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ASIC takes aim at accountants on dodgy trust moves

ASIC has alerted the industry and professional accounting bodies with concerns that accountants are using trust or company structures that offer investors who are not ‘sophisticated investors’ access to share offers without disclosure documents.

News Reporter 07 July 2017
— 1 minute read

Under the Corporations Act, accountants are able to provide a certificate of attesting that a person is a 'sophisticated investor' and therefore does not need the protections that apply to a 'retail investor.'

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The Corporate Regulator said in certain recent fundraisings, some accountants have used trust or company structures that purport to allow investors who are not 'sophisticated investors' to receive offers to purchase shares without a prospectus or other disclosure document.

“This has recently occurred in relation to offers of shares by Kwickie International Limited,” ASIC said in a public statement.

“ASIC has made a declaration, to put the issue beyond doubt, that Kwickie International Ltd shares may not be offered to retail investors through a trust structure.”

ASIC said it is continuing its investigation into the use of these structures and is in discussions with the appropriate accounting professional bodies about this issue.

Companies raising money by offering shares to retail investors must give the investors sufficient information by providing a prospectus or other regulated disclosure document, ASIC said.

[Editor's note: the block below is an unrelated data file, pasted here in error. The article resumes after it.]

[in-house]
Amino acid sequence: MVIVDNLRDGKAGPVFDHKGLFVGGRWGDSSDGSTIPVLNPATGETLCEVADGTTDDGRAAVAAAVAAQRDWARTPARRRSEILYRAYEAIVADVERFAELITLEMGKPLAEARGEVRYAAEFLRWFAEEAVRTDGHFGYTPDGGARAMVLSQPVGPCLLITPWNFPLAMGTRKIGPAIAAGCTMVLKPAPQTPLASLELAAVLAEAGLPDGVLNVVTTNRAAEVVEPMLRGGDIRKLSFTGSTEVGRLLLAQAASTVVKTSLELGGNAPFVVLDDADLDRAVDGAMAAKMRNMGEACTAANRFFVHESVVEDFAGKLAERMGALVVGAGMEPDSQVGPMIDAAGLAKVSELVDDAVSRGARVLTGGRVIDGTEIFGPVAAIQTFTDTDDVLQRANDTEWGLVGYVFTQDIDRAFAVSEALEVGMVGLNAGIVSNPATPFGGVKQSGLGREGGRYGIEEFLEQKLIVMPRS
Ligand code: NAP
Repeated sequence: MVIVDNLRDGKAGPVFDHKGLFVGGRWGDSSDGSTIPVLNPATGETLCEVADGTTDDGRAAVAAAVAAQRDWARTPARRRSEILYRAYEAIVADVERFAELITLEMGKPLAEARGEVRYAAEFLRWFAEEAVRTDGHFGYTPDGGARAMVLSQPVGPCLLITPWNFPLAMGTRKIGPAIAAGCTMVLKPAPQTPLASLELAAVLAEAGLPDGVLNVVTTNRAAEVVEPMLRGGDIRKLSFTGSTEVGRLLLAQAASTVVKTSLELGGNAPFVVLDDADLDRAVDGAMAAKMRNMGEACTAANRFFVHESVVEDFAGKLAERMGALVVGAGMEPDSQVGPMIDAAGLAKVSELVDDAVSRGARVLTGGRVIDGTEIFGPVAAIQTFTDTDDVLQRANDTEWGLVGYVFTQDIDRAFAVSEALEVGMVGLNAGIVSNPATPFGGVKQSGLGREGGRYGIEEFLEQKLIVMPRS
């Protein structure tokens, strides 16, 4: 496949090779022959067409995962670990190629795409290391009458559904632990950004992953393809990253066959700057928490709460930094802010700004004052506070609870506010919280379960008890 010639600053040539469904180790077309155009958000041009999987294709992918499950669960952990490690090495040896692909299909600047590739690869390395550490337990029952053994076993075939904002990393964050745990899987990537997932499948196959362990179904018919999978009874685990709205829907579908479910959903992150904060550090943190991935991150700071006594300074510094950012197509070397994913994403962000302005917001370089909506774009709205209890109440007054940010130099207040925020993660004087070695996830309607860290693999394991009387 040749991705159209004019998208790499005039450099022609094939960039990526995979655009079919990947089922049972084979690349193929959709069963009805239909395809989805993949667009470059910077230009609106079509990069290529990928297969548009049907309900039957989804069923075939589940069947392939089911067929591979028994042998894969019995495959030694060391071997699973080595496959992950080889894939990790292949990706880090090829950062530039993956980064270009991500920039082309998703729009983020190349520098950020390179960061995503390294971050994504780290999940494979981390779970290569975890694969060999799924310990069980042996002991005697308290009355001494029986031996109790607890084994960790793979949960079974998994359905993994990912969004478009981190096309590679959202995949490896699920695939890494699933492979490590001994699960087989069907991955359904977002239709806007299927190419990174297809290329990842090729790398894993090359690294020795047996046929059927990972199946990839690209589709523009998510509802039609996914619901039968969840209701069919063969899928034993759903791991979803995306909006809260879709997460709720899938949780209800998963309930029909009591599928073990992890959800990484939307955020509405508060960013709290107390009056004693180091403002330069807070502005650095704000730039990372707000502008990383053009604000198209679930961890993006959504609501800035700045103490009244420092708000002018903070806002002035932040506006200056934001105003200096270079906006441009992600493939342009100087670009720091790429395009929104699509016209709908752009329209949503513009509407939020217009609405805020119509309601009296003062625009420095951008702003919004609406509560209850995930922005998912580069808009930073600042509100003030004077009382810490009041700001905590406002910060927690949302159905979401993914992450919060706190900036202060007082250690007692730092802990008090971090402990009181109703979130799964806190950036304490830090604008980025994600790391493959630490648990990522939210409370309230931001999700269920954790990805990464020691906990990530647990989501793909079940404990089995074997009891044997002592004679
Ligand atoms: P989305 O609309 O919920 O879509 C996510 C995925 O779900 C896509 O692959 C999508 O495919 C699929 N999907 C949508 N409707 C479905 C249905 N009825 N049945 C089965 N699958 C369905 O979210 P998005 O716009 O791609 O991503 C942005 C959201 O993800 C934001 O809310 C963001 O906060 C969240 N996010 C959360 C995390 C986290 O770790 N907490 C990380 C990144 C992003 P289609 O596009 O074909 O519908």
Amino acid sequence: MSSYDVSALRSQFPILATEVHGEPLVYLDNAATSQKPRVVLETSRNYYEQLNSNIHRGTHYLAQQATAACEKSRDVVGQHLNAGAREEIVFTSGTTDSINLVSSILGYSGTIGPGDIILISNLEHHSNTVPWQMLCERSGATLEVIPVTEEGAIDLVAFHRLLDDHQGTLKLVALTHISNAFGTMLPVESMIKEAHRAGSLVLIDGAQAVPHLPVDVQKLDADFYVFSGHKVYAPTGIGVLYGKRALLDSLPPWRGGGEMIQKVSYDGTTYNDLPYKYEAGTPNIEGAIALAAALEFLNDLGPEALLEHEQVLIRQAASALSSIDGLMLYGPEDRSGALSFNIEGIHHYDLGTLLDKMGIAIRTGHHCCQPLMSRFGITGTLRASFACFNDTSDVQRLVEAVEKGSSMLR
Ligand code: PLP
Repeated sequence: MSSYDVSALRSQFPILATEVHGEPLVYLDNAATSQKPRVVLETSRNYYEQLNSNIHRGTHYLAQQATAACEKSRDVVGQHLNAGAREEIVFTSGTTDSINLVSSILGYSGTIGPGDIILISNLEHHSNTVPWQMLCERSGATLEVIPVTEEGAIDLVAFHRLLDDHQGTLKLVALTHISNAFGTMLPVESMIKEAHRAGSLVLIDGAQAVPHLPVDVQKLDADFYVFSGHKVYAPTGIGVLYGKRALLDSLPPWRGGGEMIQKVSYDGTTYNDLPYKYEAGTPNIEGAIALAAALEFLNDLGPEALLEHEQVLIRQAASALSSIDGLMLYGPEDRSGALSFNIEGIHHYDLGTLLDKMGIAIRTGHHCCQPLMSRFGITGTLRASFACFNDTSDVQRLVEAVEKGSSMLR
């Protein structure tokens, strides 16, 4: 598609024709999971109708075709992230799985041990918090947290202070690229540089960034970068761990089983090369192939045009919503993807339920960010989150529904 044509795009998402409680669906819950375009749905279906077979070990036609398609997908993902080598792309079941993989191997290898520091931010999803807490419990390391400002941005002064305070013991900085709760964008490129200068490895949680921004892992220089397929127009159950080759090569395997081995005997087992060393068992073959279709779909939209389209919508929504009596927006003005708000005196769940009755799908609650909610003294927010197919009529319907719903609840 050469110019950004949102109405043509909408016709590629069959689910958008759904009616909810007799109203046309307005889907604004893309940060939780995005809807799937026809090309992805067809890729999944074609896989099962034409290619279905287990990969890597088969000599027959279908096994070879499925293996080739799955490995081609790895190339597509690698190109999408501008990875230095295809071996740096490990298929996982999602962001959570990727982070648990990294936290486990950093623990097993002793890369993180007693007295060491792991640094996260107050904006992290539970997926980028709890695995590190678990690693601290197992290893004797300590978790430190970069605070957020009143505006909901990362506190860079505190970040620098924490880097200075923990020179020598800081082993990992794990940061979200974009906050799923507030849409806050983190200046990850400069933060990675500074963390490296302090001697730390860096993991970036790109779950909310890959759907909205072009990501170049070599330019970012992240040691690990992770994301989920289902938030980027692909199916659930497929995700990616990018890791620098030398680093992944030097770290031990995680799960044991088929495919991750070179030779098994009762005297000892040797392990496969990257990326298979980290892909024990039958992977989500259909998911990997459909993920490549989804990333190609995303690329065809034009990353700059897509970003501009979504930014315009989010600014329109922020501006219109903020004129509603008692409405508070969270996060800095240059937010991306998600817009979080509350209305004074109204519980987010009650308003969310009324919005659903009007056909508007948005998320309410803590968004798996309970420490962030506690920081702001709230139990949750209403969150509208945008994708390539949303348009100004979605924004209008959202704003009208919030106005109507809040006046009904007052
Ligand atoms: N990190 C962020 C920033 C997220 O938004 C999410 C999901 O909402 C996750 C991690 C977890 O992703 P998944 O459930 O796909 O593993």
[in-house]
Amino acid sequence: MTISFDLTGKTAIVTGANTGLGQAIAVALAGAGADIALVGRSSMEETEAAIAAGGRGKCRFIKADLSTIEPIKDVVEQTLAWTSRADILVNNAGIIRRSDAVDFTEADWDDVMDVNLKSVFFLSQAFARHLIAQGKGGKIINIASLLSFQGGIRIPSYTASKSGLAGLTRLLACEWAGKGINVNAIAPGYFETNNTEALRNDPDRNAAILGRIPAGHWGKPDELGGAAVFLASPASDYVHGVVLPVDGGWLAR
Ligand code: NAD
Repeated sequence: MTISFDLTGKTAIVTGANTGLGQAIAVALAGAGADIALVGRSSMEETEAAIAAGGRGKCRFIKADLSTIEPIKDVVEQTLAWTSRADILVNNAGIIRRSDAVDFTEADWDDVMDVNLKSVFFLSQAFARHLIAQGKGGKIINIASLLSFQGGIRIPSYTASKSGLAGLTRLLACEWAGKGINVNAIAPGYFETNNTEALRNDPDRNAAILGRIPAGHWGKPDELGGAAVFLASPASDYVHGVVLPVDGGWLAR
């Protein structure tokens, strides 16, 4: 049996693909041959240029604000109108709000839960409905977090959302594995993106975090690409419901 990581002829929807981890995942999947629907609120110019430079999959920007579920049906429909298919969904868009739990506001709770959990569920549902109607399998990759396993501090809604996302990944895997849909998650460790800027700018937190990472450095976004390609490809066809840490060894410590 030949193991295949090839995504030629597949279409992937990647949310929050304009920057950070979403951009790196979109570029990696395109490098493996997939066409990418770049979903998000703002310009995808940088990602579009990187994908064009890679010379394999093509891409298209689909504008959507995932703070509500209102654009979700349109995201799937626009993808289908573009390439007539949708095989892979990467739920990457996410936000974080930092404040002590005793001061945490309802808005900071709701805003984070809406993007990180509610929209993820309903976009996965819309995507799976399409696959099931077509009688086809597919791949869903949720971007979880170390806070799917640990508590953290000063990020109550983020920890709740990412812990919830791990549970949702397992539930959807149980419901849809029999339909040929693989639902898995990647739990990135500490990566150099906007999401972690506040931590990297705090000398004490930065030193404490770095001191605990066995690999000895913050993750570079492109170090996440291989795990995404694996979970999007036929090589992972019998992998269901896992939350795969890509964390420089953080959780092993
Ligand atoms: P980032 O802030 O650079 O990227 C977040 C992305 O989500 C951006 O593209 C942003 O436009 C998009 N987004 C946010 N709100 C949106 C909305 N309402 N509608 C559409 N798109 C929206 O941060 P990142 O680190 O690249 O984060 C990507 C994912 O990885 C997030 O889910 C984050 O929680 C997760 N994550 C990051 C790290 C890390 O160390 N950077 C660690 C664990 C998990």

“This helps investors in making a decision whether to invest in the company and is a key protection for 'retail investors' under the Corporations Act,” said ASIC.

“ASIC is aware of some instances where accountants have facilitated retail investors acquiring shares offered by a company without adequate, or any, disclosure.”

The Corporate Regulator said it is also concerned that some accountants may be harming retail investors by inappropriately providing 'sophisticated investor' certificates.

“ASIC considers that it is important that the 'sophisticated investor' test is applied in a way that is consistent with the reason these provisions are in the law. Otherwise 'retail investors' will not be afforded the safeguards in making appropriate investment decisions that the law explicitly provides for,” said ASIC.

ASIC takes aim at accountants on dodgy trust moves
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